Kemp and Clayton Kershaw fought for the spotlight on Opening Day: Kershaw shone brightest then, and he just as easily could have tonight. He wasn’t untouchable, allowing six hits and two walks in 6 2/3 innings, but he always had the right pitch when he needed it. Only one San Francisco baserunner made it past second base – Aubrey Huff with two out in the bottom of the fourth inning – at which point Kershaw annihilated Belt with three fastballs for strikes, the last two swinging.

Kershaw, whose seven strikeouts gave him 24 in 19 2/3 innings this season, faced 11 batters with runners on base tonight. Three of them hit the ball out of the infield: two singles, one flyout. He lowered his 2011 ERA to 1.37 and has now pitched 23 2/3 consecutive scoreless innings against the Giants. (His 117 pitches tonight were one shy of his career high.)

A third hero tonight was second baseman Jamey Carroll, who figures to play more shortstop soon with Rafael Furcal injuring his thumb while stealing third base in the Dodgers’ four-run fifth inning and leaving the game an inning later. Carroll went 3 for 5, raising his on-base percentage for the season to .452. Andre Ethier’s two hits put him at .442, while Rod Barajas hit what at the start of the fifth inning seemed a huge home run, giving the Dodgers a 2-0 lead.

And the slumping Uribe even contributed, going 1 for 4 but also making two nice defensive plays to support Dodger reliever Matt Guerrier in the eighth inning. Mike MacDougal gave up a homer to Burrell in the ninth – Burrell’s third blast in five games against the Dodgers this year.

Colorado rallied for a 7-6 victory against the Mets, so the Dodgers remain in second place, 1 1/2 games back.

* * *

One might say it’s a bit nervy, but then again, what hasn’t been nervy in the McCourt divorce saga? The law firm that drafted the disputed agreement at the center of the court battle between Frank and Jamie McCourt is suing Frank, “asking a Massachusetts court to declare that the firm met its obligations and caused him no loss when it drafted a marital property agreement with his ex-wife.”

As Josh Fisher of Dodger Divorce and Bill Shaikin of the Times note, there’s more to it than that. Shaikin:

… Bingham McCutchen, the Boston-based firm responsible for the since-invalidated agreement that would have granted McCourt sole ownership of the Dodgers, essentially asked a Massachusetts court to deprive McCourt of the chance to sue the firm for malpractice should he lose control of the team.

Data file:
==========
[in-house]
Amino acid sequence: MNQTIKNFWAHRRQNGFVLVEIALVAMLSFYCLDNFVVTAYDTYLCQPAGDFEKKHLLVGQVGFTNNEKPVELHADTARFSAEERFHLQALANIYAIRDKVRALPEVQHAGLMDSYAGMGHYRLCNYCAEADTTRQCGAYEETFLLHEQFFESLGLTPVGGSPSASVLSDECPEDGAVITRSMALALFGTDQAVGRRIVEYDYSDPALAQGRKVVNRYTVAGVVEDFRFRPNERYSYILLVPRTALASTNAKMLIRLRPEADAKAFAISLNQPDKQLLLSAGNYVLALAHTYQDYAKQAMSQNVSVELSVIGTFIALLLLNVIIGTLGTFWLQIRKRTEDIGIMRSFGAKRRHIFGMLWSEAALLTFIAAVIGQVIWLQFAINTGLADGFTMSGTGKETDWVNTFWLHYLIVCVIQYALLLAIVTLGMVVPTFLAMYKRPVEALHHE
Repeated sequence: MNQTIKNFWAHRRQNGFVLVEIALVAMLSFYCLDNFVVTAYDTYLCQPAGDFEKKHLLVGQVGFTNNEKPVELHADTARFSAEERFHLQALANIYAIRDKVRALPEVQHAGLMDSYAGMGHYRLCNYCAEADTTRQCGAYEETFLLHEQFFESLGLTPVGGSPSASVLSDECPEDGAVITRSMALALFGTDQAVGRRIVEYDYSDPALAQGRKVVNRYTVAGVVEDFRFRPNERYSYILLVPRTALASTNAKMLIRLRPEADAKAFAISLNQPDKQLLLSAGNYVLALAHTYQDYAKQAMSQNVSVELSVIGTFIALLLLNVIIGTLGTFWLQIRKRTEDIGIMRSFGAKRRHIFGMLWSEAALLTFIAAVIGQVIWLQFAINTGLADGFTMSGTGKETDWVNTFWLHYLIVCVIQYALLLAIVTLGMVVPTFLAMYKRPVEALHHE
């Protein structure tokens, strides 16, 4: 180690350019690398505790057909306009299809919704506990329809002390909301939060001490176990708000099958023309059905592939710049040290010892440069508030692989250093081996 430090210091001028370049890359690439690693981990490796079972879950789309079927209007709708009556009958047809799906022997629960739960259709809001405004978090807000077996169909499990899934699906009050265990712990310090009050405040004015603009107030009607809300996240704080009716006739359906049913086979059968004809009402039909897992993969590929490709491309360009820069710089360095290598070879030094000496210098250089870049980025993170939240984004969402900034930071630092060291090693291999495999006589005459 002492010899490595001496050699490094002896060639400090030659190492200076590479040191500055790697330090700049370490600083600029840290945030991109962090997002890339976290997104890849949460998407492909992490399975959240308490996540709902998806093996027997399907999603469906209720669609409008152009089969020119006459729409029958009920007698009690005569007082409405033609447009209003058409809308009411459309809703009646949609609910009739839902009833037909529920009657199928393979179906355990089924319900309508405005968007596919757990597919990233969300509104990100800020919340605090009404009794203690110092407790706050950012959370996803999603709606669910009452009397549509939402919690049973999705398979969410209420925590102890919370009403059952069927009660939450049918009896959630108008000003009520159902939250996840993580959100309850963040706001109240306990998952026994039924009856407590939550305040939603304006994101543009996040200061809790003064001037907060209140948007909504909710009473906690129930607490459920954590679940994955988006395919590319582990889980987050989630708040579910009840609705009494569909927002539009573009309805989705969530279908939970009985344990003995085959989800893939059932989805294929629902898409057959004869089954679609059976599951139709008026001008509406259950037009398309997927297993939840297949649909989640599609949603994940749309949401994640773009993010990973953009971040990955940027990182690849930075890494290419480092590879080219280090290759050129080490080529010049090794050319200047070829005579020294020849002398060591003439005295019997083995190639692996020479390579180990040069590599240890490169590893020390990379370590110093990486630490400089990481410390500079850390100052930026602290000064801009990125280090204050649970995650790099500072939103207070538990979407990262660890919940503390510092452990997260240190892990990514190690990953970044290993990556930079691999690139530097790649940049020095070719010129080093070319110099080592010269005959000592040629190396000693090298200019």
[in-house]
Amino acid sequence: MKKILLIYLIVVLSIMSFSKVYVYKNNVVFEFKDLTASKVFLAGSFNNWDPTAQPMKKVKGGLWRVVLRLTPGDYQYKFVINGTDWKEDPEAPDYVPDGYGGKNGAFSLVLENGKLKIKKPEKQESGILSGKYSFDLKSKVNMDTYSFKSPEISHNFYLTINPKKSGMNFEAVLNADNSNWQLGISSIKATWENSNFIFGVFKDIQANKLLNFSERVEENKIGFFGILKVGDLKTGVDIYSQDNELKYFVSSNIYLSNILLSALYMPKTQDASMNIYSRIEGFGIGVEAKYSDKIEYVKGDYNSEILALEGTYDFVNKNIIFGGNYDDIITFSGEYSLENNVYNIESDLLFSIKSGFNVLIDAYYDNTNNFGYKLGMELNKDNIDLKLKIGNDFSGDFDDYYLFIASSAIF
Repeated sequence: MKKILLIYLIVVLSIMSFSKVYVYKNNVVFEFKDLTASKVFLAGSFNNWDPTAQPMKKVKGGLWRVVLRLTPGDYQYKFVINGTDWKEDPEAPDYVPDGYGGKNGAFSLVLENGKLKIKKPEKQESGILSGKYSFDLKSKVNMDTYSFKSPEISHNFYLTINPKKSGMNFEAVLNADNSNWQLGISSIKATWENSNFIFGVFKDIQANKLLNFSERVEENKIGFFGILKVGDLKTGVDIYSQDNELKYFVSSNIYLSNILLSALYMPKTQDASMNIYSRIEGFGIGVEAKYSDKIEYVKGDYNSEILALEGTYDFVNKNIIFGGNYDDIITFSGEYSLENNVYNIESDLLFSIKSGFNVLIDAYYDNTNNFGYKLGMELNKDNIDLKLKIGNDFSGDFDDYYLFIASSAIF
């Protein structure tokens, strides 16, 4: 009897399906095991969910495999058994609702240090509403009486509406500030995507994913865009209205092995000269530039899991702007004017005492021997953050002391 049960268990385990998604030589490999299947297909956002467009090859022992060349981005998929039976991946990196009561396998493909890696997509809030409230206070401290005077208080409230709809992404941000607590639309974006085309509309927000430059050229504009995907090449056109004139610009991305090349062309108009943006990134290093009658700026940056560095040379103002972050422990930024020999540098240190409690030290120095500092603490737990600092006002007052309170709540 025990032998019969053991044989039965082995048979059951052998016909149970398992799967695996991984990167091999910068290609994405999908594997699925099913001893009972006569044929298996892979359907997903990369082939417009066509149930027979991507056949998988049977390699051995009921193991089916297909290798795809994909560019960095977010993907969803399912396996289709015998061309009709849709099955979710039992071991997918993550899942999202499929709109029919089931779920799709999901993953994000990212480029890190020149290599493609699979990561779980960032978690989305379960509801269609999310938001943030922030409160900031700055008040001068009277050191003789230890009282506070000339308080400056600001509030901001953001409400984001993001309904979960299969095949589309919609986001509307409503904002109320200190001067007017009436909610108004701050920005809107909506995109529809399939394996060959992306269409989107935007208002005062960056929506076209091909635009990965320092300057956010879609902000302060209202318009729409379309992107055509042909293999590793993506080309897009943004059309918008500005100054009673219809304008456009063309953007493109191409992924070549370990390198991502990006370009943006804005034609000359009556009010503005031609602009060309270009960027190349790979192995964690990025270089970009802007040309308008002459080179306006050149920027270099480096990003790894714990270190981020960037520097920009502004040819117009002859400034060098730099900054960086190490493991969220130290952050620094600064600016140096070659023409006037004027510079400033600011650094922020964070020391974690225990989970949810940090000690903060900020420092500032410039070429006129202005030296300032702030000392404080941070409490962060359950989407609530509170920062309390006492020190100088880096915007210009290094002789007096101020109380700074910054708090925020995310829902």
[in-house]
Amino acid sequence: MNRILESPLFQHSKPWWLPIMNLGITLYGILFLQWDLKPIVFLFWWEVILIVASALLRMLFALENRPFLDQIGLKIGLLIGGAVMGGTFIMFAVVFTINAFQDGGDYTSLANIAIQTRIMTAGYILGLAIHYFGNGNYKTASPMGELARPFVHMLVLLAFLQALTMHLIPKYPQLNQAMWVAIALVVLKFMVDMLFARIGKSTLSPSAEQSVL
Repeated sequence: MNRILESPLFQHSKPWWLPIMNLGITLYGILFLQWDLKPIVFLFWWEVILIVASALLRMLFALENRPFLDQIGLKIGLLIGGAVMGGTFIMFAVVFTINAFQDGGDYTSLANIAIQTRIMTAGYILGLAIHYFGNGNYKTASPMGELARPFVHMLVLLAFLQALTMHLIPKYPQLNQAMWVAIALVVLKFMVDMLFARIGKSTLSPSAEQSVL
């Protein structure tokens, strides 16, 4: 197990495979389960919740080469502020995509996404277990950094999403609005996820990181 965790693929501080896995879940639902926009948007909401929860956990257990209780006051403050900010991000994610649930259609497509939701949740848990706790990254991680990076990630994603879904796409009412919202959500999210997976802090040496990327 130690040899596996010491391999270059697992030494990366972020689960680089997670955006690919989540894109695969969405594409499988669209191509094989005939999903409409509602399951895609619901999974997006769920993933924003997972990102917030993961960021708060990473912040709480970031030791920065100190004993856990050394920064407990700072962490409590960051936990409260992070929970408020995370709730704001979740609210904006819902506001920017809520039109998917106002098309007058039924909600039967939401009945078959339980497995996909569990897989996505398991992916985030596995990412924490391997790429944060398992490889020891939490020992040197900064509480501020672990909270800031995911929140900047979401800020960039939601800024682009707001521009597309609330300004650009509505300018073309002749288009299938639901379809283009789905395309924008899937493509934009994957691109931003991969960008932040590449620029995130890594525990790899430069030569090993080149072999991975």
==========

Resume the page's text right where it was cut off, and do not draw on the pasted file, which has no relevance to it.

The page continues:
“Any injury, loss or expense he has sustained or will sustain were caused not by Bingham’s conduct, but by his own widely publicized financial problems, huge withdrawals of cash from the Dodgers, and strained relations with Major League Baseball,” the suit alleges. “None of this is attributable to Bingham’s work.”

The suit also claims McCourt owes Bingham “hundreds of thousands of dollars in unpaid legal fees.” …

… In a statement, McCourt spokesman Steve Sugerman blamed Bingham for preparing an agreement that did not stand up in court.

“Mr. McCourt is disappointed that the Bingham firm is unwilling to accept responsibility for its actions and is instead now trying to defend conduct that is indefensible,” the statement read. …

Dodgers, Giants come together on field in exceptional ceremony

Eric Risberg/APJeremy Affeldt and Jamey Carroll conclude the on-field ceremony with a handshake.

Monday night’s pregame ceremony by the San Francisco Giants and Los Angeles Dodgers against fan violence, part of a concerted response to the horrible beating of Giants fan Bryan Stow on March 31,  was unprecedented but wonderfully rendered.

Coming after a warm presentation that saw former Giant and current Dodger Juan Uribe receive his World Series ring amid applause and smiles from both teams, the event illustrated how simple it is to embrace a rivalry without being overwhelmed by it.

Dodger and Giants players gathered on the field and paused for a moment of silence on behalf of Stow. Then, Giants pitcher Jeremy Affeldt took to the microphone and thanked fans of both teams for their support of Stow.

“I don’t think I need to tell you guys about the Dodger-Giants rivalry,” Affeldt said. “It’s one of the most storied rivalries in the history of the game. But in honoring that rivalry, and honoring the Stow family, we ask that you respect the rivalry, and you respect each other as fans. You guys have rights as fans. You guys have the right to cheer. You have rights to wear the black and orange. You have rights to wear Dodger blue. You have rights to be frustrated when one team loses and excited when one team wins.